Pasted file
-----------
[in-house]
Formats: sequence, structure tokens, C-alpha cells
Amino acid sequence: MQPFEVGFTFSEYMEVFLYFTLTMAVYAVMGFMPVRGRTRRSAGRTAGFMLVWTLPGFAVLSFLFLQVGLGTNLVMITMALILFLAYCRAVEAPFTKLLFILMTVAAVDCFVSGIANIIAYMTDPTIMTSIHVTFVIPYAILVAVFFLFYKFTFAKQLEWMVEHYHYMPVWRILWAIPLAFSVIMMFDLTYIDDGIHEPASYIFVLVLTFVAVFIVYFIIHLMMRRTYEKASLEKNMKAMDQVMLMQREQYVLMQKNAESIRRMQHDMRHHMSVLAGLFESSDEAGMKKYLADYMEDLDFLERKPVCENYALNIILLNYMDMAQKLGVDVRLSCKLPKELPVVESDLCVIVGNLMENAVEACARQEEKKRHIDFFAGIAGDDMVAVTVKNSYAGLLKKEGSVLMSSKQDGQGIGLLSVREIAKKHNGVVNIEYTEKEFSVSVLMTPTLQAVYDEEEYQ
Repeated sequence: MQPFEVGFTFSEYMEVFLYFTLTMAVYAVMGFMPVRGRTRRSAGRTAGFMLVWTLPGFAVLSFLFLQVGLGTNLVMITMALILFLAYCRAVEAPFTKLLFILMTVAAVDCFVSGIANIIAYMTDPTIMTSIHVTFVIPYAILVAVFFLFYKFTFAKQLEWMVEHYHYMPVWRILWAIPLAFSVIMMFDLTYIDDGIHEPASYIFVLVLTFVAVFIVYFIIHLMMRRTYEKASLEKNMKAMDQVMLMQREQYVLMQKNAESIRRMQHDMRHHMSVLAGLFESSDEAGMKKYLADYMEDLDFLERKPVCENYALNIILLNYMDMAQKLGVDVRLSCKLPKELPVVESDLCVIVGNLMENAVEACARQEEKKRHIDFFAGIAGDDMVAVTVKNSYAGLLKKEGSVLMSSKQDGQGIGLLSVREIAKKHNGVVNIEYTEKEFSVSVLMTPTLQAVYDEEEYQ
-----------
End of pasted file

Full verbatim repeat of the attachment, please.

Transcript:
[in-house]
Formats: sequence, structure tokens, C-alpha cells
Amino acid sequence: MQPFEVGFTFSEYMEVFLYFTLTMAVYAVMGFMPVRGRTRRSAGRTAGFMLVWTLPGFAVLSFLFLQVGLGTNLVMITMALILFLAYCRAVEAPFTKLLFILMTVAAVDCFVSGIANIIAYMTDPTIMTSIHVTFVIPYAILVAVFFLFYKFTFAKQLEWMVEHYHYMPVWRILWAIPLAFSVIMMFDLTYIDDGIHEPASYIFVLVLTFVAVFIVYFIIHLMMRRTYEKASLEKNMKAMDQVMLMQREQYVLMQKNAESIRRMQHDMRHHMSVLAGLFESSDEAGMKKYLADYMEDLDFLERKPVCENYALNIILLNYMDMAQKLGVDVRLSCKLPKELPVVESDLCVIVGNLMENAVEACARQEEKKRHIDFFAGIAGDDMVAVTVKNSYAGLLKKEGSVLMSSKQDGQGIGLLSVREIAKKHNGVVNIEYTEKEFSVSVLMTPTLQAVYDEEEYQ
Repeated sequence: MQPFEVGFTFSEYMEVFLYFTLTMAVYAVMGFMPVRGRTRRSAGRTAGFMLVWTLPGFAVLSFLFLQVGLGTNLVMITMALILFLAYCRAVEAPFTKLLFILMTVAAVDCFVSGIANIIAYMTDPTIMTSIHVTFVIPYAILVAVFFLFYKFTFAKQLEWMVEHYHYMPVWRILWAIPLAFSVIMMFDLTYIDDGIHEPASYIFVLVLTFVAVFIVYFIIHLMMRRTYEKASLEKNMKAMDQVMLMQREQYVLMQKNAESIRRMQHDMRHHMSVLAGLFESSDEAGMKKYLADYMEDLDFLERKPVCENYALNIILLNYMDMAQKLGVDVRLSCKLPKELPVVESDLCVIVGNLMENAVEACARQEEKKRHIDFFAGIAGDDMVAVTVKNSYAGLLKKEGSVLMSSKQDGQGIGLLSVREIAKKHNGVVNIEYTEKEFSVSVLMTPTLQAVYDEEEYQ